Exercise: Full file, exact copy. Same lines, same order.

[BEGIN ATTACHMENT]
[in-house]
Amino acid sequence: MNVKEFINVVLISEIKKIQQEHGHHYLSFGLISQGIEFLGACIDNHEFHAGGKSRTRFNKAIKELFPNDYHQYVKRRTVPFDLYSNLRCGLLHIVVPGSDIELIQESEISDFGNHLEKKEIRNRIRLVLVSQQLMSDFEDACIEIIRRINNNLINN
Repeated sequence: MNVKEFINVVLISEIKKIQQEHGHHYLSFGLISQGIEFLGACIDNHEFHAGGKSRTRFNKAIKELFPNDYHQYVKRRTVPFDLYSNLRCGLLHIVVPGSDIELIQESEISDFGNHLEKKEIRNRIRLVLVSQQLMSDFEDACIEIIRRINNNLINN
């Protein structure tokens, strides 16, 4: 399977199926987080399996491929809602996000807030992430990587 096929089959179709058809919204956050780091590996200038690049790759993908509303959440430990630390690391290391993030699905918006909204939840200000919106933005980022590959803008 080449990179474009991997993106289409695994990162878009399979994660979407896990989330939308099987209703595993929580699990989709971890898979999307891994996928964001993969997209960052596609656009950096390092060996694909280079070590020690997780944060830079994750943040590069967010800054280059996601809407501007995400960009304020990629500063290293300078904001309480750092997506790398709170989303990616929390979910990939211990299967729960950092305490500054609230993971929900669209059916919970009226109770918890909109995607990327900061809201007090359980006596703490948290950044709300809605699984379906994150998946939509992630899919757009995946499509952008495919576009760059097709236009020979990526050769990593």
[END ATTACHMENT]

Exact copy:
[in-house]
Amino acid sequence: MNVKEFINVVLISEIKKIQQEHGHHYLSFGLISQGIEFLGACIDNHEFHAGGKSRTRFNKAIKELFPNDYHQYVKRRTVPFDLYSNLRCGLLHIVVPGSDIELIQESEISDFGNHLEKKEIRNRIRLVLVSQQLMSDFEDACIEIIRRINNNLINN
Repeated sequence: MNVKEFINVVLISEIKKIQQEHGHHYLSFGLISQGIEFLGACIDNHEFHAGGKSRTRFNKAIKELFPNDYHQYVKRRTVPFDLYSNLRCGLLHIVVPGSDIELIQESEISDFGNHLEKKEIRNRIRLVLVSQQLMSDFEDACIEIIRRINNNLINN
């Protein structure tokens, strides 16, 4: 399977199926987080399996491929809602996000807030992430990587 096929089959179709058809919204956050780091590996200038690049790759993908509303959440430990630390690391290391993030699905918006909204939840200000919106933005980022590959803008 080449990179474009991997993106289409695994990162878009399979994660979407896990989330939308099987209703595993929580699990989709971890898979999307891994996928964001993969997209960052596609656009950096390092060996694909280079070590020690997780944060830079994750943040590069967010800054280059996601809407501007995400960009304020990629500063290293300078904001309480750092997506790398709170989303990616929390979910990939211990299967729960950092305490500054609230993971929900669209059916919970009226109770918890909109995607990327900061809201007090359980006596703490948290950044709300809605699984379906994150998946939509992630899919757009995946499509952008495919576009760059097709236009020979990526050769990593």